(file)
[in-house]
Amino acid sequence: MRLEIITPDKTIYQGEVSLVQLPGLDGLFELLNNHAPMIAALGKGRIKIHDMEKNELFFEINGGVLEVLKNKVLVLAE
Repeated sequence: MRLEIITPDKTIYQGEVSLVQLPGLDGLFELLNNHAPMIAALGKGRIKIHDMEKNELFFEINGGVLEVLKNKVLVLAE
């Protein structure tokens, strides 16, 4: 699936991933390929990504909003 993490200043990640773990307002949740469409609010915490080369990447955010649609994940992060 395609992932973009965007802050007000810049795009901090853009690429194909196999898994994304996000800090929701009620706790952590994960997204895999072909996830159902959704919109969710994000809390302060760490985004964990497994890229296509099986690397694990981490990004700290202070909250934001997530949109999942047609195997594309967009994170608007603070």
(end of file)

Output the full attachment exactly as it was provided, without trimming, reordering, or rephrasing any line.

[in-house]
Amino acid sequence: MRLEIITPDKTIYQGEVSLVQLPGLDGLFELLNNHAPMIAALGKGRIKIHDMEKNELFFEINGGVLEVLKNKVLVLAE
Repeated sequence: MRLEIITPDKTIYQGEVSLVQLPGLDGLFELLNNHAPMIAALGKGRIKIHDMEKNELFFEINGGVLEVLKNKVLVLAE
């Protein structure tokens, strides 16, 4: 699936991933390929990504909003 993490200043990640773990307002949740469409609010915490080369990447955010649609994940992060 395609992932973009965007802050007000810049795009901090853009690429194909196999898994994304996000800090929701009620706790952590994960997204895999072909996830159902959704919109969710994000809390302060760490985004964990497994890229296509099986690397694990981490990004700290202070909250934001997530949109999942047609195997594309967009994170608007603070």